The city of Tulsa's leaner budget means less city services
Monday, May 5th 2003, 12:00 am
News On 6
Balancing Tulsa's budget requires deep cuts that will cut into city services. News on 6 reporter Emory Bryan says the mayor is still explaining the budget he's offered for the next year - with cuts he says will affect every person in Tulsa.
Mayor Bill LaFortune: â€œThe real bottom line is having to balance the budget, I had to present a budget to the council that was balanced.â€ The deepest cuts are in parks because they're considered a non-essential service. But every department at city hall will take about a 10% cut - and 1,000 employees will take a 2% pay cut. The forecast from city hall is that the budget probably will get a little worse before it gets better. This yearâ€™s budget plan is $25-million less than the projected budget just two years ago.
The budget back then was projected to be $216-million. In the years since, what the city projected - and what it actually got - has steadily dropped. This year the projection is down to $193-million.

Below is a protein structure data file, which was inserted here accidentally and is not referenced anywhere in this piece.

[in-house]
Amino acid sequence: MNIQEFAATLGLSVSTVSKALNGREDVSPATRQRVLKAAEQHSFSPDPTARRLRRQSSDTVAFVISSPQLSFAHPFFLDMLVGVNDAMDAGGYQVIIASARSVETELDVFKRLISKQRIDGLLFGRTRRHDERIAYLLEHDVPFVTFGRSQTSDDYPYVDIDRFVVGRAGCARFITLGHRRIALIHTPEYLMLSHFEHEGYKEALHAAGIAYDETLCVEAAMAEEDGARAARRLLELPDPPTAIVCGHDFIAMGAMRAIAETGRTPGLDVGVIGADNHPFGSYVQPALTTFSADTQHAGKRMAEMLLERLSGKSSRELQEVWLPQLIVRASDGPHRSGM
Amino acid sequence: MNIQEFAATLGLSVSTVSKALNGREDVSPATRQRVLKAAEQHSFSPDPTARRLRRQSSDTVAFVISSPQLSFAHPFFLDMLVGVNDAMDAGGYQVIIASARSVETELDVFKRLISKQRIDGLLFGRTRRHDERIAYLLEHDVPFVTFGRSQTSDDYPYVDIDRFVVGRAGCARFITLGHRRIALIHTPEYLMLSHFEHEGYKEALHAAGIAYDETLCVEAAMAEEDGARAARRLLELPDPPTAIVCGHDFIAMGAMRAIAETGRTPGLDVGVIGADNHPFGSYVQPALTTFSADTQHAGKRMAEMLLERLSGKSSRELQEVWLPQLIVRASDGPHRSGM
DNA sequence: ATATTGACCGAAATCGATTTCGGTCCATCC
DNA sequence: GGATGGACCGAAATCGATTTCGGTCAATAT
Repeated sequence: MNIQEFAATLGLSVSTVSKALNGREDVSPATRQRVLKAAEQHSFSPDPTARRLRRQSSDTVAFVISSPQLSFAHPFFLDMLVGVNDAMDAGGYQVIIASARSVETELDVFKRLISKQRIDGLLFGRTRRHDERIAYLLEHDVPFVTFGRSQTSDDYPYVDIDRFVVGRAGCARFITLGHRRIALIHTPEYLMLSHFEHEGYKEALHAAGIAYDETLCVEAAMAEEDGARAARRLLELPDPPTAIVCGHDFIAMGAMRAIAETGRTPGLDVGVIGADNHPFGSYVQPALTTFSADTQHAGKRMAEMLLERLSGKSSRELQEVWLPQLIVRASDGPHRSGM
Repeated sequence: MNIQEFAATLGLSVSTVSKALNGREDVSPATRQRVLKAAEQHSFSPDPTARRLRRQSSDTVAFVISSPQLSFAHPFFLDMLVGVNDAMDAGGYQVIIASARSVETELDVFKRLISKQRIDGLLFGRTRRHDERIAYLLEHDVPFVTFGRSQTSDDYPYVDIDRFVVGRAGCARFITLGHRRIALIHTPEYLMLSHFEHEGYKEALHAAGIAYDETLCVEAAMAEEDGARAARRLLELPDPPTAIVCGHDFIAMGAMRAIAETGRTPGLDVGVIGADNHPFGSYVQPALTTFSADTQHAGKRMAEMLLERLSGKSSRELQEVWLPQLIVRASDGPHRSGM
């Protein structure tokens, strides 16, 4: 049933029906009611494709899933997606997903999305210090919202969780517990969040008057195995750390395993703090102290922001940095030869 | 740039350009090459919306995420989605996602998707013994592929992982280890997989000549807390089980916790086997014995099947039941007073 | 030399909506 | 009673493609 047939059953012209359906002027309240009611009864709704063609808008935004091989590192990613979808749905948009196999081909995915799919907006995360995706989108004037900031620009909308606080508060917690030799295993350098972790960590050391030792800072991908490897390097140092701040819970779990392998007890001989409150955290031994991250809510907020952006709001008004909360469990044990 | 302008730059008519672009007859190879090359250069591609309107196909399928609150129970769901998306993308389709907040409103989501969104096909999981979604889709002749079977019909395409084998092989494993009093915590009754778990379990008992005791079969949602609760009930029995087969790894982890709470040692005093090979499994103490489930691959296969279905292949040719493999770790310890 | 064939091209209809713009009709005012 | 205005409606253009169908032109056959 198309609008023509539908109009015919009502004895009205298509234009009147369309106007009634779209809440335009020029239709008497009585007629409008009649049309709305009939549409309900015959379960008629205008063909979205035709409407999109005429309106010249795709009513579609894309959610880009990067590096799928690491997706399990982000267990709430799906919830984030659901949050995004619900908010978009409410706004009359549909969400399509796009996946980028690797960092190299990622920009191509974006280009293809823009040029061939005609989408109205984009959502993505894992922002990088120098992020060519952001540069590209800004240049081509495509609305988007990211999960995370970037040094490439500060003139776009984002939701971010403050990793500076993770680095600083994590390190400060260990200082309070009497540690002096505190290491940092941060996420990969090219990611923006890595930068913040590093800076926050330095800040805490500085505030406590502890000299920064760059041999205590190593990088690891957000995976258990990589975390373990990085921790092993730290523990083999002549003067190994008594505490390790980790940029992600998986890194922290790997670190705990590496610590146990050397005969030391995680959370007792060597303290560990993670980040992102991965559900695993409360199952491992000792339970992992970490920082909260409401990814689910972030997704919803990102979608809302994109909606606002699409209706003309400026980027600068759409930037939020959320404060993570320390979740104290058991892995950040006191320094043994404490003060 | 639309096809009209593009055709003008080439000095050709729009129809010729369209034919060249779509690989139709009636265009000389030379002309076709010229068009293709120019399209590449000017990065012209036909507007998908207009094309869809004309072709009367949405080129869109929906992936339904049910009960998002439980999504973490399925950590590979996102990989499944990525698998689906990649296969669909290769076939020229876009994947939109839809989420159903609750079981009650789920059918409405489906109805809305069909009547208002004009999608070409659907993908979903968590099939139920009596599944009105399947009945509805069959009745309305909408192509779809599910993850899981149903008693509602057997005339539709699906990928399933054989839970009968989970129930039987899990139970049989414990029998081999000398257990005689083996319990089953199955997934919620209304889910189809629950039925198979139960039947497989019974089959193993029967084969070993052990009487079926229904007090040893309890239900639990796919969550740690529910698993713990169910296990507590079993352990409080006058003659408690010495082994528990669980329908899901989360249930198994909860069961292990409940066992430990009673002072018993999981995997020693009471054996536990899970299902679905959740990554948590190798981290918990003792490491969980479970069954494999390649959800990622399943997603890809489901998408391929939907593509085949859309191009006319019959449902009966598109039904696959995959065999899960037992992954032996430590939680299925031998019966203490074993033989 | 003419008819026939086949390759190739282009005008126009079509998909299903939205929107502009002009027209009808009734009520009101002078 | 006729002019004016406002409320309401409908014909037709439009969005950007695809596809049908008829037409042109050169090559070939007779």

The police chief says he can't keep enough officers on the street as it is, and with cuts it will only get worse. Tulsa Police Chief Dave Been, â€œWill we inconvenience the citizens? You bet. We won't be at the non-injury accidents, the burglary reports as fast, things of that nature, we'll use our telephone report offices more where an officer won't show up at the scene but people will be able to call for insurance purposes into a telephone office.â€
To increase income - the city is raising sewer and storm water rates starting July 1st - the average bill will go up $1.20 a month. The mayor says this budget is a work in progress - as the city continues to look for places to make money and save money.
Despite all the budget cuts - the city will spend 76 million dollars this year to build and buy new things - items promised through sales tax votes, bought with money that cannot be re-directed into day-to-day operations.